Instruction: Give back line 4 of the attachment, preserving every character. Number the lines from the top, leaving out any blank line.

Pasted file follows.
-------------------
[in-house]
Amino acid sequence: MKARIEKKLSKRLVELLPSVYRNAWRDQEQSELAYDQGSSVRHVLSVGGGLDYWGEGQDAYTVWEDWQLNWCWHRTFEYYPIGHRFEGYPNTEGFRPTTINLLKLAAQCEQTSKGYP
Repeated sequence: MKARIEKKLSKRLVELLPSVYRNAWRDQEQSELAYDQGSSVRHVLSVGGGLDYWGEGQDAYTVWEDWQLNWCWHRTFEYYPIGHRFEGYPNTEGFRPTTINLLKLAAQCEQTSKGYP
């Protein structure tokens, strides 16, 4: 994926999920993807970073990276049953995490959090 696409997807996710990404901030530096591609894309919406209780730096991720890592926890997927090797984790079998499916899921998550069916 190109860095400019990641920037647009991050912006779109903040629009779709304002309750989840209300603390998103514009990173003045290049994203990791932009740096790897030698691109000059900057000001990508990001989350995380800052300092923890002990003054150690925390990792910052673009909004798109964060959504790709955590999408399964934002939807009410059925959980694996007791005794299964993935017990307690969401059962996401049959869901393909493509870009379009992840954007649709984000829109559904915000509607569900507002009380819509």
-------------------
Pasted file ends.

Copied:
């Protein structure tokens, strides 16, 4: 994926999920993807970073990276049953995490959090 696409997807996710990404901030530096591609894309919406209780730096991720890592926890997927090797984790079998499916899921998550069916 190109860095400019990641920037647009991050912006779109903040629009779709304002309750989840209300603390998103514009990173003045290049994203990791932009740096790897030698691109000059900057000001990508990001989350995380800052300092923890002990003054150690925390990792910052673009909004798109964060959504790709955590999408399964934002939807009410059925959980694996007791005794299964993935017990307690969401059962996401049959869901393909493509870009379009992840954007649709984000829109559904915000509607569900507002009380819509």